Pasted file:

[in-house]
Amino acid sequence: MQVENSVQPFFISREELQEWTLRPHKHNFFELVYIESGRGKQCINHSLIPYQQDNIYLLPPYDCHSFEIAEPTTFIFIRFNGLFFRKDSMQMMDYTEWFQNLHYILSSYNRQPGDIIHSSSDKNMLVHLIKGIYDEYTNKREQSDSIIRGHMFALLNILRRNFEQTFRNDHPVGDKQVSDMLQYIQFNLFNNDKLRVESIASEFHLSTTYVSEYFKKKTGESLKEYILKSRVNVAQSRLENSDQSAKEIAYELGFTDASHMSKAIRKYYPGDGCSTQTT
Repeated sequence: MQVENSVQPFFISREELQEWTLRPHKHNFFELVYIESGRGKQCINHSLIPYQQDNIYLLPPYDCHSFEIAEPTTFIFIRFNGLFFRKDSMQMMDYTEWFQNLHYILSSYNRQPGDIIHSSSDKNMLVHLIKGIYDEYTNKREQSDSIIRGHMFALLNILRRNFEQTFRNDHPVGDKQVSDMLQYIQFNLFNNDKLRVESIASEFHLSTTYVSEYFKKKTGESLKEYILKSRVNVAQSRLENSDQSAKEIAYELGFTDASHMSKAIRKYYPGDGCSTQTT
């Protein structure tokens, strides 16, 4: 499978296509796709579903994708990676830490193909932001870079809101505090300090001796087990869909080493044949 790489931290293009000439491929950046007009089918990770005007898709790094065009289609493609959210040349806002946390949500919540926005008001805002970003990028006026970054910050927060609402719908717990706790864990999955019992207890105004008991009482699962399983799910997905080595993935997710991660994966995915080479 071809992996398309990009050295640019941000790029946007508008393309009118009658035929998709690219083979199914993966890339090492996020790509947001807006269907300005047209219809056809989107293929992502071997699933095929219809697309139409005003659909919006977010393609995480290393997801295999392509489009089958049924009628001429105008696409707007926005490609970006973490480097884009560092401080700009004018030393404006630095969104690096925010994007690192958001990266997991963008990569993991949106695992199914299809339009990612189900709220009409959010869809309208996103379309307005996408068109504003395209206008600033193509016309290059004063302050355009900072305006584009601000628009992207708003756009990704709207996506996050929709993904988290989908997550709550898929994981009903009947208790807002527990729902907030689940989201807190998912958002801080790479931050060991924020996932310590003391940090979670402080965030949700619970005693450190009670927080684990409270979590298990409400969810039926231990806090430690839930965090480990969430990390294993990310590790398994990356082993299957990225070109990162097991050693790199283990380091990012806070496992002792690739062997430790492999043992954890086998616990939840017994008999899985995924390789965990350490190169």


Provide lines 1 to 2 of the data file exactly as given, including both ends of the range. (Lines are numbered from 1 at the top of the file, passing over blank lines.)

[in-house]
Amino acid sequence: MQVENSVQPFFISREELQEWTLRPHKHNFFELVYIESGRGKQCINHSLIPYQQDNIYLLPPYDCHSFEIAEPTTFIFIRFNGLFFRKDSMQMMDYTEWFQNLHYILSSYNRQPGDIIHSSSDKNMLVHLIKGIYDEYTNKREQSDSIIRGHMFALLNILRRNFEQTFRNDHPVGDKQVSDMLQYIQFNLFNNDKLRVESIASEFHLSTTYVSEYFKKKTGESLKEYILKSRVNVAQSRLENSDQSAKEIAYELGFTDASHMSKAIRKYYPGDGCSTQTT